Oceans and islands Part One
I’ve never bunked off work for two months before, and apologies to anyone who’s been trying to get hold of me whilst I was away, but I’m so glad I did it. My little adventure was at times exciting, surprising, challenging, enjoyable, dull, relaxing, stressful, easy, and tough. I’ve walked in wild places, swum in the ocean at 4km deep when it was warm and calm, been covered in icy spray whilst sail handling on dark night when it’s been cold and stormy. I’ve been from the equator to the southern ocean, rounded Cape Horn accompanied by wandering albatross, explored three very different islands and found people everywhere to be friendly and helpful to a lone traveller.
There was no opportunity to do blog posts as I travelled due to limitations of internet availability, so I saved it all up until getting home to a proper wifi connection, computer and scanner. I’ll post several episodes over the next week or so if that’s ok – you don’t have to read them! – and I’ll try and keep it brief. I filled two sketchbooks, one ashore and one afloat, and will post a few snippets. There’s enough material to fill a book, which I’m looking into, and it would be useful to know if there would be a demand for it if I did publish my sketchbooks. Your feedback would be welcome!
Galapagos – early November 2019
I wish I had learned to speak Spanish. After thirty hours and three flights (without a meal or a cuppa as Avianca airlines don’t do a) tea or b) vegetarian meals), followed by a bus and a ferry ride, I’m in a taxi to Puerto Ayora on the Galapagos Island of Santa Cruz. The taxi driver is keen to tell me everything he can about the islands, but as he speaks no English and I speak no Spanish, we agreed on French as a common language. This is a bad idea as my French, such as it was, is very rusty and I’m struggling, making do with nodding vigorously and saying ‘Ah, oui, bien sur!’ from time to time. All taxis on santa Cruz are white pick up trucks and there is only one main road, from ferry terminal to town. There are giant tortoises on the side of the road, eating grass; with a supreme effort I manage to ask my driver, in French, if the tortoises ever wander into the road and get hit by a car. (they rarely get hit, in case you were wondering).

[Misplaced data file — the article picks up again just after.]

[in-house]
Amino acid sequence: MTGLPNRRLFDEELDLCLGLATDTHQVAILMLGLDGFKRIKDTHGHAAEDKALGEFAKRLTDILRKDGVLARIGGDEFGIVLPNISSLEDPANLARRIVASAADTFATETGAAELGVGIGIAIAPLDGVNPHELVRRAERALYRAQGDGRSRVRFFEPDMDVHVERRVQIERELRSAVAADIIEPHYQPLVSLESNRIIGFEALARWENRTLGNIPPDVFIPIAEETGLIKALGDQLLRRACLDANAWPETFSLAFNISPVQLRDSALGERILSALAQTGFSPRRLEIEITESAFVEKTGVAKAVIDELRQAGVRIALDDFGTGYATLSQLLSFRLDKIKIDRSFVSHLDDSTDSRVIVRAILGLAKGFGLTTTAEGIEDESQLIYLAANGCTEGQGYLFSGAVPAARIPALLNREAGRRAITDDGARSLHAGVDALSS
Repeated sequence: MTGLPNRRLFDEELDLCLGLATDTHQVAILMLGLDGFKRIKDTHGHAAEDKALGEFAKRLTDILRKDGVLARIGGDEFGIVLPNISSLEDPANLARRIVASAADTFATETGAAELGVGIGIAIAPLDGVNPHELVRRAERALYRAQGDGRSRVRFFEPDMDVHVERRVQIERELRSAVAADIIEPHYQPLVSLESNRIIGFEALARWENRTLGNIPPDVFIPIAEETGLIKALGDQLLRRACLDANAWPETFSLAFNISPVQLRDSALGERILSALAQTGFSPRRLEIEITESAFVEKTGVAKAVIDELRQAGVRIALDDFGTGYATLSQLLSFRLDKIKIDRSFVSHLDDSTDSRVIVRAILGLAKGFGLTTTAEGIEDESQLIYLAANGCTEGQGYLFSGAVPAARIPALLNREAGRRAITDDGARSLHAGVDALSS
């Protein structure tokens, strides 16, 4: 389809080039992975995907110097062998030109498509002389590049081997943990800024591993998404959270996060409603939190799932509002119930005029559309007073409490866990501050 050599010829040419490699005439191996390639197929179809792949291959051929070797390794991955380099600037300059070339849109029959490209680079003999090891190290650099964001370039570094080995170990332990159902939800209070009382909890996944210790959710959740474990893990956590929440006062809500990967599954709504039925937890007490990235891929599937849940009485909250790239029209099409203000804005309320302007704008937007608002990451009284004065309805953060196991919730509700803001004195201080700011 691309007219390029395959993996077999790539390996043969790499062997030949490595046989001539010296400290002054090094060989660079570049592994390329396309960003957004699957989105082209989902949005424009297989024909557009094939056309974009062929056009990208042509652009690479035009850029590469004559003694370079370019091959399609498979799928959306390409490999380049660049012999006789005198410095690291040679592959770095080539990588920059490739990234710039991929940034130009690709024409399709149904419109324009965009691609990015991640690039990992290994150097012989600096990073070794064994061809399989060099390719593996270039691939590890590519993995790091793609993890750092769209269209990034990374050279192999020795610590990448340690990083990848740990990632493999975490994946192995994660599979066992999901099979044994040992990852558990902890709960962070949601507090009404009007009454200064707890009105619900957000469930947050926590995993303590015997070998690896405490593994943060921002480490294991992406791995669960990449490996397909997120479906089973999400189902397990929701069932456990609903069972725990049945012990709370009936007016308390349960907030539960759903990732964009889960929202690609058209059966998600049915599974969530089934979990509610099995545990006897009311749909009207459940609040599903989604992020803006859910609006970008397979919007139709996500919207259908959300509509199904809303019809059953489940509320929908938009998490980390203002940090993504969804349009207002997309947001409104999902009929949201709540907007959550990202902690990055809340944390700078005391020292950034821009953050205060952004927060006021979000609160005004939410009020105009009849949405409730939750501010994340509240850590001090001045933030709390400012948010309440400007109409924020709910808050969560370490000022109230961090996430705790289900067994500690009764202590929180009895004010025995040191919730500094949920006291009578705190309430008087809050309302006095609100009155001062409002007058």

My hostel is basic but cheap, a plain room full of beds and a courtyard outside with a hammock slung between bougainvillea trees in full bloom. The lock on the door doesn’t work but the shower does, and it’s a few minutes from the centre of this small town. It’s easy to walk from one end of the high street to the other, check out which bars and cafes look good, take in the sights and sounds of a new place. But first – sleep and plenty of it!
On the Galapagos, humans are the invasive species and tourism is strictly controlled. There are a few places you can wander alone, or take day trips, but to explore properly you need the National Park Guides, who are impressively well informed and passionate about their work. The job of the guides is to show us as much as they can whilst making sure that we tread lightly. In spite of the fact that over 250,000 people visit the islands each year, there is a rule that no more than 100 people at a time are allowed at each of the popular tour locations. I took a three day cruise on board ‘Coral I’, a very comfortable little ship, well equipped with snorkelling gear and with two National Park Guides on board, so that I could visit some of the more remote spots and uninhabited islands. Because these volcanic islands are so new, geologically speaking, there is the feeling of stepping back far in time and seeing the planet in its early days, bare rock with a few plants trying to get a foothold; pristine white beaches fringed with mangroves and the animals unafraid.